1) Pulitzer Prize-winning author Doris Kearns Goodwin is at Heinz Hall as part of a speakers series. The renowned presidential historian brings the past to life as she highlights the lives and policies of Lyndon B. Johnson, Franklin Delano Roosevelt, and many others. Her award-winning book Team of Rivals became the basis for the 2012 Spielberg film Lincoln. Spielberg also acquired the rights to her 2013 book The Bully Pulpit, highlighting the first decade of the Progressive Era. You’ll need to purchase a subscription to the series to see her, or you can try to find a few spare tickets online. 8 p.m. 600 Penn Ave., Cultural District.
2) It’s not rock, it’s not folk, it’s Toubab Krewe at Club Cafe. Not bound by specific musical genres, the band is all and none of the above, simultaneously. Its sound is part jam, part African traditional, part bluegrass, and a giant spoonful of indie fermenting in a punch bowl of music that’s funky, fresh, and smooth. In the song “Salimou,” the band highlights instruments this self-proclaimed band nerd has never seen before, leaving audiences wondering, “What was that, and how can I hear more?” With special guest ChopShop. 9 p.m. 56 – 58 S. 12th St., South Side.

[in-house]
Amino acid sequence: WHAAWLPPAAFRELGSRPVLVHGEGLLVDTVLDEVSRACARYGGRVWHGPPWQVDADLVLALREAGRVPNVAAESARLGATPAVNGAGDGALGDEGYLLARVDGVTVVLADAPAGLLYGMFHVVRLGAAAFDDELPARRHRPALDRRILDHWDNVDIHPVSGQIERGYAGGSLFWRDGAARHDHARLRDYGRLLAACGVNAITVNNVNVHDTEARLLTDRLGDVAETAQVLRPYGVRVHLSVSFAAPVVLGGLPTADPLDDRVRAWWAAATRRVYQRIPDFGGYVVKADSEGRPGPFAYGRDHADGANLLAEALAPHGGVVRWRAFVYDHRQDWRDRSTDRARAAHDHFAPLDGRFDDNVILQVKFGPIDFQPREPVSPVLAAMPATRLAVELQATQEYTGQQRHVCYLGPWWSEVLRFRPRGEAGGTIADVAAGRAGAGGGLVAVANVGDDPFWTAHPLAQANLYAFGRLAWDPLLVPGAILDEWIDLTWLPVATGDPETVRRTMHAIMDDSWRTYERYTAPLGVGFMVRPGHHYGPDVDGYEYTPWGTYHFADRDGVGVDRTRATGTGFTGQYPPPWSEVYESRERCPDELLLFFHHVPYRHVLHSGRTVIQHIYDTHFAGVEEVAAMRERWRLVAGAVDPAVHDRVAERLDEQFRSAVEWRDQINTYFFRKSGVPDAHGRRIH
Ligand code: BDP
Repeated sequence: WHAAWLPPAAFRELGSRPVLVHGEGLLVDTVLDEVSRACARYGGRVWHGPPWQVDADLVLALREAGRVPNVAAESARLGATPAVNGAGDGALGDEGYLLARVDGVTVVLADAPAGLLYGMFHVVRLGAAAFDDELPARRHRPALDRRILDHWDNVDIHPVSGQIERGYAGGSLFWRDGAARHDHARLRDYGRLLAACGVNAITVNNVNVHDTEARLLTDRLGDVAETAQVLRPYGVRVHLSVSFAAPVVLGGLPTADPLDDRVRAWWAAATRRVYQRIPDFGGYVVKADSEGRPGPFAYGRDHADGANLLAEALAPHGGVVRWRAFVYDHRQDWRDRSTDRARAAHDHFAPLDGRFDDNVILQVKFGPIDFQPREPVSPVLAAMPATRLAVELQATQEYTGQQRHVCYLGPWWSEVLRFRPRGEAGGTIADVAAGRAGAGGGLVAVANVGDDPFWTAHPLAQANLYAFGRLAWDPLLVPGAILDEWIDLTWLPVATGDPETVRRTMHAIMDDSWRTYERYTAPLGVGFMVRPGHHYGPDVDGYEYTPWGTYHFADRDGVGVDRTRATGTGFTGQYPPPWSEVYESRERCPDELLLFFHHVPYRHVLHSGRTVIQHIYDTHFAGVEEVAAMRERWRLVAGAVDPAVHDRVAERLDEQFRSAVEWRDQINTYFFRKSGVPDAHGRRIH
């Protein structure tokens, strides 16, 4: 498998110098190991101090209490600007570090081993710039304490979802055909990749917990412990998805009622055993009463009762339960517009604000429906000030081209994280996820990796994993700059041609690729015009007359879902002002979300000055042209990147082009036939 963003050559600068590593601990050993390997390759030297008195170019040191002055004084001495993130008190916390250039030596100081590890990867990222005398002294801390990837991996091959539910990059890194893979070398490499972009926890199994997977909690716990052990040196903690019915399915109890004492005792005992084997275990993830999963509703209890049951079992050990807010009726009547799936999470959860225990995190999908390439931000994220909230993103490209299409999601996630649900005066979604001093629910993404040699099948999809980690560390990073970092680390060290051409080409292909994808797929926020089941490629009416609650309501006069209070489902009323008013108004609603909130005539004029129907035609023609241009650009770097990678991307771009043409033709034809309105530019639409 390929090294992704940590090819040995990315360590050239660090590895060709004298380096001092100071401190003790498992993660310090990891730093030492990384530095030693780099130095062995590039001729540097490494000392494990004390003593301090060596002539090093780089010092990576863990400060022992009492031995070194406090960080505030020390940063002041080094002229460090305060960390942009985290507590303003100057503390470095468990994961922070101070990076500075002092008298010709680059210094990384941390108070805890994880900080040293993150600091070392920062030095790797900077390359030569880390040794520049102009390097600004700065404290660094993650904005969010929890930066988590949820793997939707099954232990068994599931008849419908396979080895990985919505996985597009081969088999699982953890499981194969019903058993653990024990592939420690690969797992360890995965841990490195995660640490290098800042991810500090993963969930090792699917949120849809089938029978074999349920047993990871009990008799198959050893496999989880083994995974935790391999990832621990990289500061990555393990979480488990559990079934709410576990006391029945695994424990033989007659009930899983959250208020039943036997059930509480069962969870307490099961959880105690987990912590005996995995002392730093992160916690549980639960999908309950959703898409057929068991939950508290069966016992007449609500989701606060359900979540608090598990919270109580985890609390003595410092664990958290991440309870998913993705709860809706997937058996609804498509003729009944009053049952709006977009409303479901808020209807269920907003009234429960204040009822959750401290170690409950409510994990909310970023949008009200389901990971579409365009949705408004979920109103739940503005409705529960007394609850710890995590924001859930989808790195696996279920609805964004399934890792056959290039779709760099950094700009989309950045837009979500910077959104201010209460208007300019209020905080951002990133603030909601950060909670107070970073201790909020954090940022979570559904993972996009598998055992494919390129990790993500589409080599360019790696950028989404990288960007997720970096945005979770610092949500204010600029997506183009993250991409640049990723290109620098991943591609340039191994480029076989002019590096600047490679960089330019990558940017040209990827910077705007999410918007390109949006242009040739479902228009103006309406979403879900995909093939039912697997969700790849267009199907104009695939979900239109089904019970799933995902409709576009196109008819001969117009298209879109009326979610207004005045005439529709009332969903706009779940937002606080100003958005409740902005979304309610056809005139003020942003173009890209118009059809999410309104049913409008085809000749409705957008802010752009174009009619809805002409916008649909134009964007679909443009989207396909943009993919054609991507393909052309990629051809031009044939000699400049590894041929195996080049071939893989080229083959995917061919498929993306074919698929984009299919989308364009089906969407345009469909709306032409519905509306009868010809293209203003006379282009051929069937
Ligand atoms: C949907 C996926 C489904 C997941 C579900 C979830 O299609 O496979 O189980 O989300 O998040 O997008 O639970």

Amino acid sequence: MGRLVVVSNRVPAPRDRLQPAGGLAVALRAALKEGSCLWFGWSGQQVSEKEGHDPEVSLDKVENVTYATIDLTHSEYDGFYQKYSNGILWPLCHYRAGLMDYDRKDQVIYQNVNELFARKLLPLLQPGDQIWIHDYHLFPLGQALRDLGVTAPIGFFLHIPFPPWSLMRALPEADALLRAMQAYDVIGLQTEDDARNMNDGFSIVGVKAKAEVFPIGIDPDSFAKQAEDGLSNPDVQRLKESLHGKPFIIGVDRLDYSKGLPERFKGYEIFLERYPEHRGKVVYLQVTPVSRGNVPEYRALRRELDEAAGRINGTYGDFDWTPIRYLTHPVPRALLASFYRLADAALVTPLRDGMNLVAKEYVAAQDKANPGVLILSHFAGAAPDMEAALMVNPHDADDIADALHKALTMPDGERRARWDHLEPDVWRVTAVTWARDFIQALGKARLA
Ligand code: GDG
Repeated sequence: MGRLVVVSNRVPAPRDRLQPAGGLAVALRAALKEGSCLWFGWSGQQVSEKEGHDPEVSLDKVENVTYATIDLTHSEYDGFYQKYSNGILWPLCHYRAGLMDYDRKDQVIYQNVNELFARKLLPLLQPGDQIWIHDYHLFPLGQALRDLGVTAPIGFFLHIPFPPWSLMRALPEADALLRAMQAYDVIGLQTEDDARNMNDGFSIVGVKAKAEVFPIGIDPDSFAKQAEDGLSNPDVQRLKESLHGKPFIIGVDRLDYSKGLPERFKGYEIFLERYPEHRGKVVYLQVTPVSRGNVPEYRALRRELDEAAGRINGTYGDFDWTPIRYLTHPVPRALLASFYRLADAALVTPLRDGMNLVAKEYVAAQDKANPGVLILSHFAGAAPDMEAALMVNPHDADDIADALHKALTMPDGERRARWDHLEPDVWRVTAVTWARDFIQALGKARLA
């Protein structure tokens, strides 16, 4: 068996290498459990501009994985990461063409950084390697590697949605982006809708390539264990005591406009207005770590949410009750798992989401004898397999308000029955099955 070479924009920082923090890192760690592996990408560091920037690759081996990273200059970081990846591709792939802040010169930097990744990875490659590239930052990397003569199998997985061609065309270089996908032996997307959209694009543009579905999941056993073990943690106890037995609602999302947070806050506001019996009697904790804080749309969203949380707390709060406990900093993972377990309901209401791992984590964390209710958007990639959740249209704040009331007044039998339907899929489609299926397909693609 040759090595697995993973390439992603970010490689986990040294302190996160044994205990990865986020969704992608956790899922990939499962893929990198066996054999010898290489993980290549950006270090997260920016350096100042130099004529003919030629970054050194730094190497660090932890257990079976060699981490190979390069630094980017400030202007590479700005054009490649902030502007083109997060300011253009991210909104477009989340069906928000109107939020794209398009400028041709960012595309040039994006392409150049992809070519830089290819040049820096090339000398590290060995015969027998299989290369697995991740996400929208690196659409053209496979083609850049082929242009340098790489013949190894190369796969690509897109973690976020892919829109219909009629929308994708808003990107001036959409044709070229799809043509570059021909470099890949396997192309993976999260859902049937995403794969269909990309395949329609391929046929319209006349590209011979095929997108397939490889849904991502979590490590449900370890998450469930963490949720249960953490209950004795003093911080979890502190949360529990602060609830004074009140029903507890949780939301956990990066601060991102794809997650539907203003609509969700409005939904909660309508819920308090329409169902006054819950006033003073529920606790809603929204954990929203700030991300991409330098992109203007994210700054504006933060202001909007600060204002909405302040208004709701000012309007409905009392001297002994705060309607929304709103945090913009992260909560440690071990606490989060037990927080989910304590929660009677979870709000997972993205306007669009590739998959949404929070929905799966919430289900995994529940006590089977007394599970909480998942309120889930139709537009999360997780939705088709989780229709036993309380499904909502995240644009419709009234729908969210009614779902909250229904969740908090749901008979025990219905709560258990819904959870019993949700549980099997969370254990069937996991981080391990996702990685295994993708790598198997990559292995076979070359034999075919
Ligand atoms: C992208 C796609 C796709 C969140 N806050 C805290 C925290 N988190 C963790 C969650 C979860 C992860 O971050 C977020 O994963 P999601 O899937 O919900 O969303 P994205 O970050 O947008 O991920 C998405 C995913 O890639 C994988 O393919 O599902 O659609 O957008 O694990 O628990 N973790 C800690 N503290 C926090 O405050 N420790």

3) Are you aching for a symphonic sound but haven’t been able to get to Heinz Hall to hear the Pittsburgh Symphony Orchestra? Join the Carnegie Mellon University Philharmonic for a night of exquisite music at Carnegie Music Hall. The repertoire includes Glinka’s Ruslan and Ludmila Overture, Szymanowski’s Violin Concerto No. 1, and Shostakovich’s Symphony No. 5 in D Minor. Featuring soloist Kryzsztof Rucinski on the violin, the CMU Philharmonic is under the direction of Andrés Cárdenes. Get there early for the preview party and to get the coveted Tweet Seats, where audience members live Tweet with CMU School of Music faculty members Lance LaDuke and Daniel Nesta Curtis with the hash tag #CMUCardenes. This event is free for CMU students, faculty, and staff with valid ID. For the general public, a mere $5 gets you in the door. 8 p.m. 440 Forbes Ave., Oakland.
4) Where do love and marriage intersect? See the comedic struggle of a timeless love triangle in George Bernard Shaw’s famed Candida at the O’Reilly Theater. Our heroine may be married, but that doesn’t stop the young poet Eugene Marchbanks from trying to win Candida’s affections. This opens the doors to comedy, drama, and the still-relevant question, “What do women really want in a man?” The answer may not be what you think. Runs through May 18. 8 p.m. 600 Penn Ave., Cultural District.
5) The battling Buccos take on the Cincinnati Reds at PNC Park. 7:05 p.m. 115 Federal St., North Shore.